Each city on Priceline is broken up into smaller regions like “airport” and “downtown.” The regions will be in a numbered list next to a corresponding map. You can click each area on the map for a close-up view of that region’s boundaries. If you select a specific region, your hotel is guaranteed to be somewhere within that area on the map.

Step 2: Choose the star level for your hotel.

You can choose between 1 and 4 stars as your MINIMUM star rating. Sometimes you’ll get bumped up to the next star rating automatically if one fits your price and selected region, but you’ll never be downgraded. (ex. I put in a bid for a 3-star hotel and was given a 3.5 star hotel, but you’ll never bid for a 3-star and get stuck with a 2-star.).

Step 3: Name Your Price.

You can name any price you want. To have some hope of being accepted, you’ll want to shop around and see what the advertised prices for hotels in that area look like. Priceline advertises NYOP deals as being “UP to 60% off,” so calculating 60% off of an average priced hotel in the area is a good place to begin.


Bidding Tips:

You can only bid the same set of details once per 24 hour period, so aim for what you want most first, then branch out to what you're willing to accept. Pick the highest hotel rating you think you can afford (I usually start with 3.5 or 4), pick one area you want most, and make a low bid. If your bid is rejected, you will be prompted to change at least one detail in the first two categories for the chance to bid again. This means if you want to make another bid without waiting 24 hours, you'll need to either 1) add in a second region in step 1, or 2) choose a lower star rating (this is why you start high). You'll probably also want to raise your bid by at least a few dollars to increase your odds. Repeat these steps until either your bid is accepted or you exhaust the details you're willing to accept, and then try again tomorrow.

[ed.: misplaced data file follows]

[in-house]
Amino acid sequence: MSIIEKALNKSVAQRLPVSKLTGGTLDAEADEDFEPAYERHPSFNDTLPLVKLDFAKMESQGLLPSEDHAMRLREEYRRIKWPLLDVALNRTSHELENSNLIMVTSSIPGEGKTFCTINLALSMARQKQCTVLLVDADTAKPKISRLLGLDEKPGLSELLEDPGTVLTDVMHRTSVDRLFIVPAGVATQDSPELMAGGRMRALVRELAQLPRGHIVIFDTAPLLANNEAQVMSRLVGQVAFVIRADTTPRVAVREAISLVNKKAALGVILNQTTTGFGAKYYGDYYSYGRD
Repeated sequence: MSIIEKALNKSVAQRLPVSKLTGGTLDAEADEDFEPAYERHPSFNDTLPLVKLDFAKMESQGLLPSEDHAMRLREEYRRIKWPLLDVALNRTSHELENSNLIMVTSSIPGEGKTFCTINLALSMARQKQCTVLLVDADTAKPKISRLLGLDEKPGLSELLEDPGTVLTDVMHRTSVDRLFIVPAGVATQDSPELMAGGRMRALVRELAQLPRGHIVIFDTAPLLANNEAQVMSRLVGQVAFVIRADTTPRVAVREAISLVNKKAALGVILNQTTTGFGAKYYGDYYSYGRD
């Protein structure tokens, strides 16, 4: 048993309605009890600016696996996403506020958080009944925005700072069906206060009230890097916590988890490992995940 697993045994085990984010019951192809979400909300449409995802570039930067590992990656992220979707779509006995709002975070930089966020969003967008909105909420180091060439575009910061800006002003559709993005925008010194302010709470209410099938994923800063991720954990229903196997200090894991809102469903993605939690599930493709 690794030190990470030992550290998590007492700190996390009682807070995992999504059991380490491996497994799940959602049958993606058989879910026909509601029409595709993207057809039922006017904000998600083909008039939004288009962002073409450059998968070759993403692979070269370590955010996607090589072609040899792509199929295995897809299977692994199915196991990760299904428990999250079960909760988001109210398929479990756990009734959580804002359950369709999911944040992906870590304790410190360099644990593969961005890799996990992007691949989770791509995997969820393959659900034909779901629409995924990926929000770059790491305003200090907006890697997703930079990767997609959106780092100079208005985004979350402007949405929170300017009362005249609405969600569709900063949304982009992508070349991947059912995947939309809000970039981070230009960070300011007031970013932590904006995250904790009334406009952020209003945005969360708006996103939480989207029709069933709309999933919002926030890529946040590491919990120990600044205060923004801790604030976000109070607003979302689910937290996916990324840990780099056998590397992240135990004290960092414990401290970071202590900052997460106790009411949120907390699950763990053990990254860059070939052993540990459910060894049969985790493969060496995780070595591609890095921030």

Obviously the earlier you begin bidding, the more chances you'll have to work up to a bid that will be accepted. If you don't have days or weeks to bid, tag team the bidding with anyone splitting the room with you. Keep track of your bid details and if one person fails, the next person can bid on the same day and avoid using the same details you used that were rejected.

(Shoutout to the one time we managed to put in a successful bid literally five seconds before the 11 PM same-day deadline. Double shoutout to Hanson for canceling a show with no notice and putting us in that situation with no place to stay. We survived; there was a free breakfast bar with bacon; all is forgiven.)

5. Express Deals.

Express Deals are Priceline's version of Hotwire's Hot Rates. You still don’t get to see the name of the hotel, but you don’t have to bid and it's not so intimidating. You choose dates and a location, and Express Deals will offer you a list of hotels available on those dates and show you the star rating, guaranteed amenities, and price. You can further narrow results by selecting a certain region or amenity. (This is my go-to deal for when I'm flying in somewhere and won't have a car, but will need airport transportation. I choose the "airport" region and "airport shuttle" under amenities). The discounts aren't always as cheap as bidding, but it's much easier to use, and if you're like me and occasionally find yourself on the way to a destination with no place to stay that night, Express Deals on the Priceline App are a quick and easy Godsend.

If you want to become a real Priceline guru, you can also look into sites like betterbidding.com that offer data compiled from consumers into lists of likely results for bidding. Be aware that it's not 100% accurate and consider it an educated guess from bigger travel nerds than myself.

There are plenty of ways to mess up and get stuck with a room you don't want with any discount hotel service, but if you're a relatively flexible, easy-going traveler, there are some great deals to be had.